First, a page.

Unhinged Page 7

I jerk against my binds. I’m not sleeping, so this can’t be a dream. I don’t want to go inside that door while I’m awake. I’m still trying to get over the last time.

My lungs draw tight inside me, ravenous, until I have no choice. Going inside is my only way out, my only way to breathe and live. Straining against the bindings on my wrists, I bend my elbows to reach for my chest. With both hands, I snag the key on my necklace, shoving Jeb’s heart locket out of the way. The current pounds my head against the concrete wall. Pain shoots from my temple to my neck.

I sweep my bound legs like a mermaid’s tail in order to reposition myself in front of the door. I thrust the key into the keyhole. With a twist of my wrists, the latch gives and water funnels out. At first I’m too big to breach the opening, but then either the doorway grows or I shrink, because somehow, I fit perfectly.

I ride the waves through the door, lifting my face to gulp air. A hillock stops me, hard enough to knock the air from my lungs. I’m left coughing in the mud, my throat and lungs sore, my wrists and ankles chafed from their struggle against the string of lights.

I flip to my back and kick my legs, trying to loosen my binds. A shadow of large black wings crawls across me, a shield from the storm brewing overhead.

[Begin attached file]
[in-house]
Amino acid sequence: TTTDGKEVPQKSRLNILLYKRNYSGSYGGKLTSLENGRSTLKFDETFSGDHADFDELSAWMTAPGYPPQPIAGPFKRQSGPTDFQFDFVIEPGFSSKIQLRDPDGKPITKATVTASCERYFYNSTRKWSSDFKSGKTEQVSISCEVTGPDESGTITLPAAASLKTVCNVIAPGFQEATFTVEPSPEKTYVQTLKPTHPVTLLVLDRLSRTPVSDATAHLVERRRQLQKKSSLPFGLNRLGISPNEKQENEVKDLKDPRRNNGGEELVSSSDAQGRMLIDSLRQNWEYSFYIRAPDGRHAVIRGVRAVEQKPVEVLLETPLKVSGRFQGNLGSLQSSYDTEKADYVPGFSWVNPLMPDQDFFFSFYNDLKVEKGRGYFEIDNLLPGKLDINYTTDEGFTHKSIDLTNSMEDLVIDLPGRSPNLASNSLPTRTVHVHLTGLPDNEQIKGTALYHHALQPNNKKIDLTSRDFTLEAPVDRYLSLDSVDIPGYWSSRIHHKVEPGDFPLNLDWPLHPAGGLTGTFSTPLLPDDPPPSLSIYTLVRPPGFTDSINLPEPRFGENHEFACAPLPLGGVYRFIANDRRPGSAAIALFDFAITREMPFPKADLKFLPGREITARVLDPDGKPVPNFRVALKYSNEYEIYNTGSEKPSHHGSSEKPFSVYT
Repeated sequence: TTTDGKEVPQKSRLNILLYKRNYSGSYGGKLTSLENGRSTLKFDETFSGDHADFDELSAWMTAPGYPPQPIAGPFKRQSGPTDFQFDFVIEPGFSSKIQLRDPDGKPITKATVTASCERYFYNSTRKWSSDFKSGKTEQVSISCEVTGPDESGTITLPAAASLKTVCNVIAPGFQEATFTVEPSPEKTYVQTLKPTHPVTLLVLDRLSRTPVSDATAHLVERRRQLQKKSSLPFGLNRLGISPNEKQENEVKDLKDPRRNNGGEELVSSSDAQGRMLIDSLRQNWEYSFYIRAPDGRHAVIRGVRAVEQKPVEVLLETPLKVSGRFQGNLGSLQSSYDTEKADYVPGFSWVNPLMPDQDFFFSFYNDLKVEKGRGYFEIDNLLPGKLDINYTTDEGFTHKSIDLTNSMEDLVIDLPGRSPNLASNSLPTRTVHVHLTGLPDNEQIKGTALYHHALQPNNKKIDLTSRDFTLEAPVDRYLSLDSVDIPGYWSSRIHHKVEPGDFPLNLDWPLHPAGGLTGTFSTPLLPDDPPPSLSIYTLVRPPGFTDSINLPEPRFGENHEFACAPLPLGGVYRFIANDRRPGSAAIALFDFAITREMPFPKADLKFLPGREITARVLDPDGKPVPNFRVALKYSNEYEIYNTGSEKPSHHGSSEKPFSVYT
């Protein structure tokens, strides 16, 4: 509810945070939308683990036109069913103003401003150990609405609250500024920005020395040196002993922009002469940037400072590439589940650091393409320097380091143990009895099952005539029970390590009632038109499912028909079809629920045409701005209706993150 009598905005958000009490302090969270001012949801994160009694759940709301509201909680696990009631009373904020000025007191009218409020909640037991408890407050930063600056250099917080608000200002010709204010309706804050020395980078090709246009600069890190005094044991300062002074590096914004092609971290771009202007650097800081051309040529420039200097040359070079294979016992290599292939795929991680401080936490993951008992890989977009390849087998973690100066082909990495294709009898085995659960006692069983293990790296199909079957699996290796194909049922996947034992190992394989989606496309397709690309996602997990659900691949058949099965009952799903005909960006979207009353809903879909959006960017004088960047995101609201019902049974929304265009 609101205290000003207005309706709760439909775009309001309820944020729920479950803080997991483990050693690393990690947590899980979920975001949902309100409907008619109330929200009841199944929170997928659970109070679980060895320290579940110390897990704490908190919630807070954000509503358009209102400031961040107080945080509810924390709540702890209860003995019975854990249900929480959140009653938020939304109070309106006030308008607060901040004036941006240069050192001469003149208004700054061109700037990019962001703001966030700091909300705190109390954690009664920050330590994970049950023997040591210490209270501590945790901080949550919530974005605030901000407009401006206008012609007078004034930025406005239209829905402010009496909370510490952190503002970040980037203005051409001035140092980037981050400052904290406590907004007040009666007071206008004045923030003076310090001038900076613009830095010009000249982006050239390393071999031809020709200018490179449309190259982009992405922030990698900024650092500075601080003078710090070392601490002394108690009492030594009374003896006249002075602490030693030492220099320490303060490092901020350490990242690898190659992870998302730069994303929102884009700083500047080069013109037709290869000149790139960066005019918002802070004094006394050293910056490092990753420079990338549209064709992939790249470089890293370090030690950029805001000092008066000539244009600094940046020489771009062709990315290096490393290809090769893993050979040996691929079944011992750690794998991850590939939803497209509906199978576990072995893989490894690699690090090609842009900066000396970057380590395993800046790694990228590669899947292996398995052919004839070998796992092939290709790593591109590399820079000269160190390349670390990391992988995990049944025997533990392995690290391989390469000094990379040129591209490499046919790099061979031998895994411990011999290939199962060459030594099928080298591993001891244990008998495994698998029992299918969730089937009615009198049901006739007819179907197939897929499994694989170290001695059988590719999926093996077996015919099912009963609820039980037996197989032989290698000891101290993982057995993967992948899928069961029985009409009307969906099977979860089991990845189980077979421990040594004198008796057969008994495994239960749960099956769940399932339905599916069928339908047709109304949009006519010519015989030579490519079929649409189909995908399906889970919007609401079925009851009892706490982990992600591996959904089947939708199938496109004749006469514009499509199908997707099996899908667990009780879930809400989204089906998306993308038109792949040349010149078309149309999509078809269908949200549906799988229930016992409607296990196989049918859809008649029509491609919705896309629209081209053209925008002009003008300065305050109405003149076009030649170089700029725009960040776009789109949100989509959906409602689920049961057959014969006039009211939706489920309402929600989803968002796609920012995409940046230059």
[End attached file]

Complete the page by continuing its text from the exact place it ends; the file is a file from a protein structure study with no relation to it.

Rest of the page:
Streaks of neon lightning slash across the sky, casting the landscape in fluorescent hues and releasing an acrid, charred scent. Morpheus’s porcelain complexion—from his smooth face to his toned chest peering out of a half-buttoned shirt—looks as luminous as moonlight beneath the electric flashes.

He towers over me. His impressive height is the only thing he and Jeb have in common. The hem of his black duster whips around his boots. He opens a hand, a lacy cuff slipping out from his jacket.

“Like I’ve been telling you, luv”—his deep accent rolls through my ears—“if you relax, your magic will respond. Or perhaps you’d rather stay tied up. I could place you on a platter for my next banquet. You know my guests prefer their entrees thrashing and raw.”

I cover my burning eyes and groan. Sometimes when I’m upset or nervous, I forget that there’s a trick to my netherling powers. Inhaling through my nose, I think of the sun glistening on the ocean’s lapping waves to calm my heartbeat, then breathe out through my mouth. Within seconds, the light strand relaxes and falls away from me.

I flinch as Morpheus forces me to my feet. Weary from their battle with the water, my legs start to give, but he offers no other assistance. So typical of him, expecting me to stand on my own.

“I really hate you sometimes,” I say, propping myself against a giant leafy stem for support. The daisy surrenders to my weight without a word, triggering a curious twinge in my gut. I can’t imagine why it’s not pushing me off or complaining.

“Sometimes.” Morpheus drops a black velvet cowboy hat over his blue hair. “A few weeks ago it was a definitive always. In a matter of days, you’ll be professing your undying lo—”

“Loathing?” I interrupt.

Smiling provocatively, he adjusts his hat to a cocky angle, and the garland of dead moths across the brim trembles. “Either way, I’m under your skin. Either way, I win.” He taps long, elegant fingers on his red suede pants.